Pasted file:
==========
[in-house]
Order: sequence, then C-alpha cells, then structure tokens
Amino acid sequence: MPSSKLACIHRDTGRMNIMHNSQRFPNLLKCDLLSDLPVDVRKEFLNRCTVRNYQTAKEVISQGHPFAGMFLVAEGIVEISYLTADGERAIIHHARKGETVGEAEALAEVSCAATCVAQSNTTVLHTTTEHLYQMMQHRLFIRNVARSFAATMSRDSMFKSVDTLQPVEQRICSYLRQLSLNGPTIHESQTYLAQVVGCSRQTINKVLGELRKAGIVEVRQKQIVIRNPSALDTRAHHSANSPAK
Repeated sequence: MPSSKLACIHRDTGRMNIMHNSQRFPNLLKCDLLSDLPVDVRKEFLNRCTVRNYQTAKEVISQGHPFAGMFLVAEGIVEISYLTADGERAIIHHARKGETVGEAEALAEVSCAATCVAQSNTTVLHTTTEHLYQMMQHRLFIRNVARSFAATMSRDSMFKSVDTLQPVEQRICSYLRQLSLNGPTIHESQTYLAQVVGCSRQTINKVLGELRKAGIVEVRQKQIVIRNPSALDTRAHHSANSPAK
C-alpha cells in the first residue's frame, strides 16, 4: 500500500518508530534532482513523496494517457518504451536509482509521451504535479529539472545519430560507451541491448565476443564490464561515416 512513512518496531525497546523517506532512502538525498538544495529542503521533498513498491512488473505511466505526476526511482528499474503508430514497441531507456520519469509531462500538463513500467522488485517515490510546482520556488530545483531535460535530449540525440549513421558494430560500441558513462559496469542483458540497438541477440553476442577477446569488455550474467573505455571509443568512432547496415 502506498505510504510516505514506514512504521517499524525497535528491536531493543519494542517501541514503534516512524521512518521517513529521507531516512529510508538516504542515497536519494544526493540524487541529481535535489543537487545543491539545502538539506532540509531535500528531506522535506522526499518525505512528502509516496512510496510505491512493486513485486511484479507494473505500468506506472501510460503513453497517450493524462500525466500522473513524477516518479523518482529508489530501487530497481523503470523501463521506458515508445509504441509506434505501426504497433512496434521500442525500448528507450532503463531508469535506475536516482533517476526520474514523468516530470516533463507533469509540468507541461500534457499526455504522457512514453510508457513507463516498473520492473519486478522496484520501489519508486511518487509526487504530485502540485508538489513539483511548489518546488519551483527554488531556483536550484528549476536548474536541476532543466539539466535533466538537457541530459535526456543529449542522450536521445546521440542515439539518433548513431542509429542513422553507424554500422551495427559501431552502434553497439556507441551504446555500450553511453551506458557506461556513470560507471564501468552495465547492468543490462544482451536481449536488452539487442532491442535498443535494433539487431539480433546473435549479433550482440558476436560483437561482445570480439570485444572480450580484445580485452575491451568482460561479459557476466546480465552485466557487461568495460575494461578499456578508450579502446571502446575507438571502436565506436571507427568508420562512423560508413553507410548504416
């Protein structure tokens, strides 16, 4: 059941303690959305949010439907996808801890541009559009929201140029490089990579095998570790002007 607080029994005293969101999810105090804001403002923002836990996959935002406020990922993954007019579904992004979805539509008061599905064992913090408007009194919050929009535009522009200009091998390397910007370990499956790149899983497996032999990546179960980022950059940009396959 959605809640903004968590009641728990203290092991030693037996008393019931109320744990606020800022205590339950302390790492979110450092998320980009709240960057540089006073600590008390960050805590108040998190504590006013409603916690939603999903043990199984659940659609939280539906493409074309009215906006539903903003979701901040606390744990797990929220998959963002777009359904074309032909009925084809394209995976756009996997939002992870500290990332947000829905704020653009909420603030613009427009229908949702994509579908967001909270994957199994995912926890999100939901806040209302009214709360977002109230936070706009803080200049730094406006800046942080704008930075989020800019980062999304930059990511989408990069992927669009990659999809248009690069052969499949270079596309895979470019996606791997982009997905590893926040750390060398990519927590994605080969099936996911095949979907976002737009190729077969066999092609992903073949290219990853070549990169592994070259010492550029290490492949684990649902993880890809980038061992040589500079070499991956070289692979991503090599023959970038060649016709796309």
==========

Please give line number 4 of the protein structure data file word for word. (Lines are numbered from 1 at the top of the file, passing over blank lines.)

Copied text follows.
Repeated sequence: MPSSKLACIHRDTGRMNIMHNSQRFPNLLKCDLLSDLPVDVRKEFLNRCTVRNYQTAKEVISQGHPFAGMFLVAEGIVEISYLTADGERAIIHHARKGETVGEAEALAEVSCAATCVAQSNTTVLHTTTEHLYQMMQHRLFIRNVARSFAATMSRDSMFKSVDTLQPVEQRICSYLRQLSLNGPTIHESQTYLAQVVGCSRQTINKVLGELRKAGIVEVRQKQIVIRNPSALDTRAHHSANSPAK